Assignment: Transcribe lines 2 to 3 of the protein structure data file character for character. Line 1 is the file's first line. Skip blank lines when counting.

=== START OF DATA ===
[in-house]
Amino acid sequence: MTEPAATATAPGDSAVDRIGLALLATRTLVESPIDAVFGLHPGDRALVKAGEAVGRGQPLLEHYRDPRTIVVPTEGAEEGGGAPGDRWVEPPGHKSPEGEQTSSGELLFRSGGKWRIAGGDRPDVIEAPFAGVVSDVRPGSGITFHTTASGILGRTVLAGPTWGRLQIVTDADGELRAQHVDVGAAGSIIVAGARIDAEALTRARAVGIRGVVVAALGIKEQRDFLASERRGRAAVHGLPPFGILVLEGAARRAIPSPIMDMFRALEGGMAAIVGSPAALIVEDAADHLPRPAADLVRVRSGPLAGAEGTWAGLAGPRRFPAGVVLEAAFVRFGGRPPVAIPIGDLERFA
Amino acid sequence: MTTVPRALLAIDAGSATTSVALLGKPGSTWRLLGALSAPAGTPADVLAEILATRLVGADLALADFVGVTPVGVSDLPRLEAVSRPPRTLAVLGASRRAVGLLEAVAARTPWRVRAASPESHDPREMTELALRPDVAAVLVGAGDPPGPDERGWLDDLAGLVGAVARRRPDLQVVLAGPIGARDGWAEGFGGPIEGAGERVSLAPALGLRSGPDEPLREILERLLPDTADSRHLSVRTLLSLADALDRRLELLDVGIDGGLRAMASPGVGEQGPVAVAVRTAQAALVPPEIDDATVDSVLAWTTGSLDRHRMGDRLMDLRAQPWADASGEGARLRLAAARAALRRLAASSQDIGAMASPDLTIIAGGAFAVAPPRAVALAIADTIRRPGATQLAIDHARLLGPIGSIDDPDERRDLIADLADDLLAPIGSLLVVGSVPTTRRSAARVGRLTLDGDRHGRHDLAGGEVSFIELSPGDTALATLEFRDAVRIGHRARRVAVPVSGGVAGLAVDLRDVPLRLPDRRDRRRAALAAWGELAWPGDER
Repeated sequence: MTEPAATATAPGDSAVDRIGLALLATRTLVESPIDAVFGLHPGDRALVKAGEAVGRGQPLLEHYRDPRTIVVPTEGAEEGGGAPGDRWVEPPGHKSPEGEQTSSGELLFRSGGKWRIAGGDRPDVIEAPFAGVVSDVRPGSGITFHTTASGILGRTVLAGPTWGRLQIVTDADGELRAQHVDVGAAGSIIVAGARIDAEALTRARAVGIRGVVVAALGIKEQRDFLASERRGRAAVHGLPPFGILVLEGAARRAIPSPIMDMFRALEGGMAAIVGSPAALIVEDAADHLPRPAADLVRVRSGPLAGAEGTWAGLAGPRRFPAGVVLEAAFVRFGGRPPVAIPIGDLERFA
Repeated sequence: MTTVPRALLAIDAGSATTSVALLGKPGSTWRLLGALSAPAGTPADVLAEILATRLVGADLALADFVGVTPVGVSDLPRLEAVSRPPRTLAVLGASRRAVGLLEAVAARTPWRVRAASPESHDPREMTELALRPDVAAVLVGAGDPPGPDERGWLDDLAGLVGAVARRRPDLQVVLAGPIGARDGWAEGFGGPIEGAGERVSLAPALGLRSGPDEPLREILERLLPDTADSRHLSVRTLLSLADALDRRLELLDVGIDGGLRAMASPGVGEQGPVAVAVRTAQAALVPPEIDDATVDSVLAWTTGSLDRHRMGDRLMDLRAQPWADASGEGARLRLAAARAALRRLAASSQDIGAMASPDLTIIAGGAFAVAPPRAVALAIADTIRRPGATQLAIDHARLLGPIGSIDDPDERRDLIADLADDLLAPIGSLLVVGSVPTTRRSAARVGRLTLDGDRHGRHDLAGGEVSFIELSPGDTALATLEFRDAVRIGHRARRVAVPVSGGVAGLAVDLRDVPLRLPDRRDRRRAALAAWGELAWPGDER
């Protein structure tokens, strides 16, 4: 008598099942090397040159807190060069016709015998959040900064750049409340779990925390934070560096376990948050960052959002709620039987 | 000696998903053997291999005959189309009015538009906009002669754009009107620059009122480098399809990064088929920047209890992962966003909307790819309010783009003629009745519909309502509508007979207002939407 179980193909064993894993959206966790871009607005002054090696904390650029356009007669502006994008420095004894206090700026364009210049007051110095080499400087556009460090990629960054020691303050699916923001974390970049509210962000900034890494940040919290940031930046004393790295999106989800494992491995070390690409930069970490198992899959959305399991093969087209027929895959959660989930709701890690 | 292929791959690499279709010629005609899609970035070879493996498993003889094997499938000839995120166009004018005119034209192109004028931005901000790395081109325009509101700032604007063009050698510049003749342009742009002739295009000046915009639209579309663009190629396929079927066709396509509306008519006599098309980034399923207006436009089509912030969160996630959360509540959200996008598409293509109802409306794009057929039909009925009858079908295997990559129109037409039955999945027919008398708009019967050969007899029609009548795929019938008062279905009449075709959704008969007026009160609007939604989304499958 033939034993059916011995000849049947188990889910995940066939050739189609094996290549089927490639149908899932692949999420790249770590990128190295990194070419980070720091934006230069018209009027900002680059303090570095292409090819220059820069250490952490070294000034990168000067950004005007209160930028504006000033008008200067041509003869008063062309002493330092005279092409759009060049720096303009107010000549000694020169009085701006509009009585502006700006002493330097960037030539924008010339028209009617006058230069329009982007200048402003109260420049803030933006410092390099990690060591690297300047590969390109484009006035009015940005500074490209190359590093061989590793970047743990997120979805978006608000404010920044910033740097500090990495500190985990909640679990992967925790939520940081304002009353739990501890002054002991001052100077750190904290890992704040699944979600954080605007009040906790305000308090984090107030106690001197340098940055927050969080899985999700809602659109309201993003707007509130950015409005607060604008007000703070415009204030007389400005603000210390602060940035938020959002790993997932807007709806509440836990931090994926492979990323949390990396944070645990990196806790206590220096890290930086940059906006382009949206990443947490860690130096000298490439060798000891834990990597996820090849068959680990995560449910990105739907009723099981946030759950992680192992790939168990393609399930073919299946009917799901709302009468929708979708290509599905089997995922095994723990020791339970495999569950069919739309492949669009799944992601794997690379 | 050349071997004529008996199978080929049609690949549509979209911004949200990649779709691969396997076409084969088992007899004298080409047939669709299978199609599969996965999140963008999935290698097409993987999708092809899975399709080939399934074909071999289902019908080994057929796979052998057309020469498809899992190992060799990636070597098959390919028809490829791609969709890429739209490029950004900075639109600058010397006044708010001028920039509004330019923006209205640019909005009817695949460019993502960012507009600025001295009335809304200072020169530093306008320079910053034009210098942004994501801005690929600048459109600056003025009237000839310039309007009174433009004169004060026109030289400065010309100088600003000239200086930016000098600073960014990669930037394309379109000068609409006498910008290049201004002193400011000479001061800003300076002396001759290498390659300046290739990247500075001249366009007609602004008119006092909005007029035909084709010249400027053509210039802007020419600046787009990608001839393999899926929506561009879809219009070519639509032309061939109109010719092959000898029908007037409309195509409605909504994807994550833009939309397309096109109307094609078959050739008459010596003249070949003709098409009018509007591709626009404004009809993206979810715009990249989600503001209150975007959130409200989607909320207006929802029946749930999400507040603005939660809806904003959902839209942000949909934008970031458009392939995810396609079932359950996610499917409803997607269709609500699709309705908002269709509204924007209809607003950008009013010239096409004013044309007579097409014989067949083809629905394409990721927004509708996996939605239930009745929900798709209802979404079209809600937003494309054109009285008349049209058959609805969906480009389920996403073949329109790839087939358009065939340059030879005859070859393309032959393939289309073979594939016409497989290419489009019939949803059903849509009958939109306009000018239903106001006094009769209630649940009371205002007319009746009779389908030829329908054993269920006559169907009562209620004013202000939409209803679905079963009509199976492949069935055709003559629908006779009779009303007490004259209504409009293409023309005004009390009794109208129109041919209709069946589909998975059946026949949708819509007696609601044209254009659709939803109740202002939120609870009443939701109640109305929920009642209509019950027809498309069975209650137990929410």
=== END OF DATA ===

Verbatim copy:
Amino acid sequence: MTEPAATATAPGDSAVDRIGLALLATRTLVESPIDAVFGLHPGDRALVKAGEAVGRGQPLLEHYRDPRTIVVPTEGAEEGGGAPGDRWVEPPGHKSPEGEQTSSGELLFRSGGKWRIAGGDRPDVIEAPFAGVVSDVRPGSGITFHTTASGILGRTVLAGPTWGRLQIVTDADGELRAQHVDVGAAGSIIVAGARIDAEALTRARAVGIRGVVVAALGIKEQRDFLASERRGRAAVHGLPPFGILVLEGAARRAIPSPIMDMFRALEGGMAAIVGSPAALIVEDAADHLPRPAADLVRVRSGPLAGAEGTWAGLAGPRRFPAGVVLEAAFVRFGGRPPVAIPIGDLERFA
Amino acid sequence: MTTVPRALLAIDAGSATTSVALLGKPGSTWRLLGALSAPAGTPADVLAEILATRLVGADLALADFVGVTPVGVSDLPRLEAVSRPPRTLAVLGASRRAVGLLEAVAARTPWRVRAASPESHDPREMTELALRPDVAAVLVGAGDPPGPDERGWLDDLAGLVGAVARRRPDLQVVLAGPIGARDGWAEGFGGPIEGAGERVSLAPALGLRSGPDEPLREILERLLPDTADSRHLSVRTLLSLADALDRRLELLDVGIDGGLRAMASPGVGEQGPVAVAVRTAQAALVPPEIDDATVDSVLAWTTGSLDRHRMGDRLMDLRAQPWADASGEGARLRLAAARAALRRLAASSQDIGAMASPDLTIIAGGAFAVAPPRAVALAIADTIRRPGATQLAIDHARLLGPIGSIDDPDERRDLIADLADDLLAPIGSLLVVGSVPTTRRSAARVGRLTLDGDRHGRHDLAGGEVSFIELSPGDTALATLEFRDAVRIGHRARRVAVPVSGGVAGLAVDLRDVPLRLPDRRDRRRAALAAWGELAWPGDER